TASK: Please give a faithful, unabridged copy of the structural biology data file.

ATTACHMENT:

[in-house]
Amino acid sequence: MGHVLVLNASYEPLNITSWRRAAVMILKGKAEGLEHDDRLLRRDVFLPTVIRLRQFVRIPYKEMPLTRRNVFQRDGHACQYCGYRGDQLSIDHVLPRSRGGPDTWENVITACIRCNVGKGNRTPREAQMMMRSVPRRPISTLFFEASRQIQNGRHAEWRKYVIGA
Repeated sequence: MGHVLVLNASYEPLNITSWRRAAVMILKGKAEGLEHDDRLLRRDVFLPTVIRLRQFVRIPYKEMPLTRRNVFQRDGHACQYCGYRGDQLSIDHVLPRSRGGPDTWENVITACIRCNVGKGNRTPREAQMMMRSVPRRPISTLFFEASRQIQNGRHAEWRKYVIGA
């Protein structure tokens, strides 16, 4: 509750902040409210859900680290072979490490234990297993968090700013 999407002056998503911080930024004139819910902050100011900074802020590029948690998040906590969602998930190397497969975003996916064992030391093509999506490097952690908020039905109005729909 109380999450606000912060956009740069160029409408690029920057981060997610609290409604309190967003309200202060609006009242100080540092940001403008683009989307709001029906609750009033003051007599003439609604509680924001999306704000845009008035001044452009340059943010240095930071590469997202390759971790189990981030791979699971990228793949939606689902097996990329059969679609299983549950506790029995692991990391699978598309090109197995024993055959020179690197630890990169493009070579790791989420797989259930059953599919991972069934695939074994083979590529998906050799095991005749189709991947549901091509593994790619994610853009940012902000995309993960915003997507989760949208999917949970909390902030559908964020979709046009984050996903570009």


[in-house]
Amino acid sequence: MGHVLVLNASYEPLNITSWRRAAVMILKGKAEGLEHDDRLLRRDVFLPTVIRLRQFVRIPYKEMPLTRRNVFQRDGHACQYCGYRGDQLSIDHVLPRSRGGPDTWENVITACIRCNVGKGNRTPREAQMMMRSVPRRPISTLFFEASRQIQNGRHAEWRKYVIGA
Repeated sequence: MGHVLVLNASYEPLNITSWRRAAVMILKGKAEGLEHDDRLLRRDVFLPTVIRLRQFVRIPYKEMPLTRRNVFQRDGHACQYCGYRGDQLSIDHVLPRSRGGPDTWENVITACIRCNVGKGNRTPREAQMMMRSVPRRPISTLFFEASRQIQNGRHAEWRKYVIGA
């Protein structure tokens, strides 16, 4: 509750902040409210859900680290072979490490234990297993968090700013 999407002056998503911080930024004139819910902050100011900074802020590029948690998040906590969602998930190397497969975003996916064992030391093509999506490097952690908020039905109005729909 109380999450606000912060956009740069160029409408690029920057981060997610609290409604309190967003309200202060609006009242100080540092940001403008683009989307709001029906609750009033003051007599003439609604509680924001999306704000845009008035001044452009340059943010240095930071590469997202390759971790189990981030791979699971990228793949939606689902097996990329059969679609299983549950506790029995692991990391699978598309090109197995024993055959020179690197630890990169493009070579790791989420797989259930059953599919991972069934695939074994083979590529998906050799095991005749189709991947549901091509593994790619994610853009940012902000995309993960915003997507989760949208999917949970909390902030559908964020979709046009984050996903570009």